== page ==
Artemisia Gentileschi

Barbara Zucchi

This shoe sculpure is part of a series of 20 sculptures of shoes dedicated to the most relevant women in history, literature, cinema and comics. This project has been commissioned by Superstudio Milan and ANCI, and chosen as opening event for the MICAM 2006. Artemisia Gentileschi
Born in Rome in 1593, Artemisia was the daughter of the well renowned painter Orazio. In 1609 her father was working on a project together with colleague and friend Agostino Tassi, master of perspective. Agostino, violent man with a troubled past, got infatuated by Artemisia and – according to the proceedings of the trial – in consequence of the resistance of the girl, he raped her. We ignored what the truth is on the brink of a real passion between the two artists and the revenge of his daughter’s honour by Orazio. The trial started on May, 1612 to finish five months later, with a light condemned for Tassi. After suffering the mortification of several public gynaecological examinations, Artemisia was submitted to the torture of the thumb’s smashing to reveal what the truth was; nevertheless Artemisia wouldn’t take back her testimony (she claimed not to have suffered any violence) she has never believed. As woman –artist, her aggressive style differs from the others women artists as Sofonisba Anguissola, Lavinia Fontana or Elisabetta Sirani, whose embodied more conservatory models; her excellence will make her overtake her own father in skill. One of her well known paintings is the portrait of the Roman Lucrezia, the woman who killed herself after her husband repudiated her due to the shame of rape. Unlike the portraits represented of the same subject, the Artemisia’s Lucrezia is caught brandishing a knife. Her angry look, turned to the sky and her proud pose could make us believe that she wouldn’t commit suicide; it is a symbol of strength and hope, showing an emancipation that seems to anticipate times to come. Her sandal is very simple and revised the torture and mortification endured; a red thread holds her toes and two brushes support her.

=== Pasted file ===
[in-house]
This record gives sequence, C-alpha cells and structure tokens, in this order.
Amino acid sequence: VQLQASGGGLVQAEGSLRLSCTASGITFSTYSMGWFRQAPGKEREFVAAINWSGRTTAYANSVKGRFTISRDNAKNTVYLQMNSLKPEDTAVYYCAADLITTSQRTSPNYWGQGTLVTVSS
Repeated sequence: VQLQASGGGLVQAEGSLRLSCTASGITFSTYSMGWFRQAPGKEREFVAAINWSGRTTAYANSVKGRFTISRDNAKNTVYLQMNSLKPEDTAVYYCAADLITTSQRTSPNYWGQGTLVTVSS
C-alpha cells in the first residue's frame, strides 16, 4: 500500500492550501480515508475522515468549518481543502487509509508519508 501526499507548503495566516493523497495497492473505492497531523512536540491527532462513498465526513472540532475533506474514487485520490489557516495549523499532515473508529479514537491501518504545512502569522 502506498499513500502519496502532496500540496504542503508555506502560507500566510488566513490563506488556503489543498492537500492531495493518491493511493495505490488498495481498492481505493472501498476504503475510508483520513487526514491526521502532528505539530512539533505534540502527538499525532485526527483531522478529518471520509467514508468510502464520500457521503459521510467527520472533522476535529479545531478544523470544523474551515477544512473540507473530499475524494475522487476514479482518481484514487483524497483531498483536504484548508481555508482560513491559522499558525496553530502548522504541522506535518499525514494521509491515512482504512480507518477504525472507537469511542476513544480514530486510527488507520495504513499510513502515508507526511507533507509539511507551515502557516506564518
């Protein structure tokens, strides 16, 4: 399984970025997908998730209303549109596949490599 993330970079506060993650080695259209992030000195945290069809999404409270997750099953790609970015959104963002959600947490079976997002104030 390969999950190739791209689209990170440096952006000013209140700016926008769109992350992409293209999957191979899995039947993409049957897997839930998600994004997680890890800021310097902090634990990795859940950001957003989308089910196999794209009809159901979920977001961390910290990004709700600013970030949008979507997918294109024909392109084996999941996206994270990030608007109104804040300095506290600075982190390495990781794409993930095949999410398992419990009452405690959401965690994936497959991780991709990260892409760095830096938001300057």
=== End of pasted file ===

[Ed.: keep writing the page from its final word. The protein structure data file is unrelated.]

Courtesy of Daniele Fontana at Whitenoisephotography 2007.

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